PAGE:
Python's 8-bit cleanness deprecated?
rnd at onego.ru
Sat Feb 8 08:03:49 CET 2003
On Fri, 7 Feb 2003, Jp Calderone wrote:
>On Fri, Feb 07, 2003 at 09:00:48PM +0000, Simo Salminen wrote:
>> * Kirill Simonov [Fri, 7 Feb 2003 18:39:56 +0200]
>> > * M.-A. Lemburg <mal at lemburg.com>:
>> >> No, but they'll need to pay some lucky Python programmer to get rid off
>> >> the warning :-) Seriously, the warning and the trouble are intended as
>> >> I already mentioned in the bug report Kirill filed on SF:
>> >> http://www.python.org/sf/681960/ :
> While it's true the programs are now "broken" (They're not really, they
>won't be broken until this becomes a SyntaxError, and only then if they're
>run on the new version of the interpreter - They will always work on
>previous versions, forever), they were "broken" before - Python source files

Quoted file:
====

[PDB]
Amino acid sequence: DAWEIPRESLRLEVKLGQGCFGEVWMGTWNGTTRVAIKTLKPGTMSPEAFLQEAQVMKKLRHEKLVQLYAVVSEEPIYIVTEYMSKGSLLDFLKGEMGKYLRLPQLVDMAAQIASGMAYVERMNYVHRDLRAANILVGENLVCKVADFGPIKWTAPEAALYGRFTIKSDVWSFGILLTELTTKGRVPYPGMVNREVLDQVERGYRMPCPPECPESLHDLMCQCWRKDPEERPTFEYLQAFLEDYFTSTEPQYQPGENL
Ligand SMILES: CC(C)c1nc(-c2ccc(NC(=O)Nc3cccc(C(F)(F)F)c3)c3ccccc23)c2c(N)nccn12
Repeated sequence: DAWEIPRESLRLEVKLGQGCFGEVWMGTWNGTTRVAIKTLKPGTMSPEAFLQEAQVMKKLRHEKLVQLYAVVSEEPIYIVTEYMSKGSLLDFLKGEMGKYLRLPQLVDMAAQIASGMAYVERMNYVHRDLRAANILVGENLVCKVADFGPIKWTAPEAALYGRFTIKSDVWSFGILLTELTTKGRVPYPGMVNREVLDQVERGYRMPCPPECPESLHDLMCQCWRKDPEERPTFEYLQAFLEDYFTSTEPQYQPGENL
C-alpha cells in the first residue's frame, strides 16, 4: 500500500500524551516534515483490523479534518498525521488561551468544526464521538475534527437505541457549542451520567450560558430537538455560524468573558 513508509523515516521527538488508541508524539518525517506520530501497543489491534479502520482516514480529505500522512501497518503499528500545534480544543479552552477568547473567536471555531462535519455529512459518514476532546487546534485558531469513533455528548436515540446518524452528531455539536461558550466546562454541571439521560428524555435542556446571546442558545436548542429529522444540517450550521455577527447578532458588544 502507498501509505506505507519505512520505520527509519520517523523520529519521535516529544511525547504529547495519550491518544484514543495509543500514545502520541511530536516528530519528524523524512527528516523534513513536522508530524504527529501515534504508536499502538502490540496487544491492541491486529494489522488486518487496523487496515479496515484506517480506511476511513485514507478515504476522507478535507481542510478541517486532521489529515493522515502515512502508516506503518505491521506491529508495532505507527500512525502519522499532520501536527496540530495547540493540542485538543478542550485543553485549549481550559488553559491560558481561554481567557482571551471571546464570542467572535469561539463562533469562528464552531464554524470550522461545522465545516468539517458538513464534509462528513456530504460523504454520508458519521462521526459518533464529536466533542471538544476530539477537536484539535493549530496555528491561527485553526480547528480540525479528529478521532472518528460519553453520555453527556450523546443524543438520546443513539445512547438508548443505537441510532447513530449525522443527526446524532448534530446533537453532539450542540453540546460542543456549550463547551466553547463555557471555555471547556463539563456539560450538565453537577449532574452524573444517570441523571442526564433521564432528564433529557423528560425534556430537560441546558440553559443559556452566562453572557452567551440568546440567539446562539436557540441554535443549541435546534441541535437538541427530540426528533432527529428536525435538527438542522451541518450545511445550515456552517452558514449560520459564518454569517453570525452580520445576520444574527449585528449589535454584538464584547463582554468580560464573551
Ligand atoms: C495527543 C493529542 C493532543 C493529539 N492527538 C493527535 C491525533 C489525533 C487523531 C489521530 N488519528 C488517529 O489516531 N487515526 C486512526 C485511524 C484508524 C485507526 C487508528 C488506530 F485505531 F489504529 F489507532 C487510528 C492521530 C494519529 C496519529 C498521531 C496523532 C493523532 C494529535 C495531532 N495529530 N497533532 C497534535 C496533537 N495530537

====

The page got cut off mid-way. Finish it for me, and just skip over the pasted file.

>were previously to contain *only* ASCII text.
Wow! I did not know this. If I did, I'd choosed some other programming
>> This change only makes python hostile to regular programmer, who does not
>> care about encodings, and only wants to use simple 8-bit characters in
>> People (well, atleast me) won't start to specify encoding at the start of
>> the file, because it does not buy anything. They will just stop using
>> high-bit ascii characters in comments, thus decreasing the level of
> If you need to regularly use an encoding other than ASCII, and you cannot
>configure your editor to put the appropriate text at the top of newly
>created .py files, I humbly suggest that you need to find a new editor.
I wonder if this thread is really about letting vapour out
in US vs World debate.
Forget ASCII. I will use koi7 ;-)
>> > If you need a pythonic quote, it is here
>> > "Practicality beats purity"
>> Exactly. This change makes writing high-bit ASCII comments _very_
>> unpractical, and breaks old code for no good reason.
> There is no such thing as high-bit ASCII. If you don't understand the
>issue, why do you think you can comment relevantly upon it?
The term ASCII is sometimes (not very correctly, I admit) used
to describe 128-255 codes.
Sincerely yours, Roman Suzi
rnd at onego.ru =\= My AI powered by Linux RedHat 7.3
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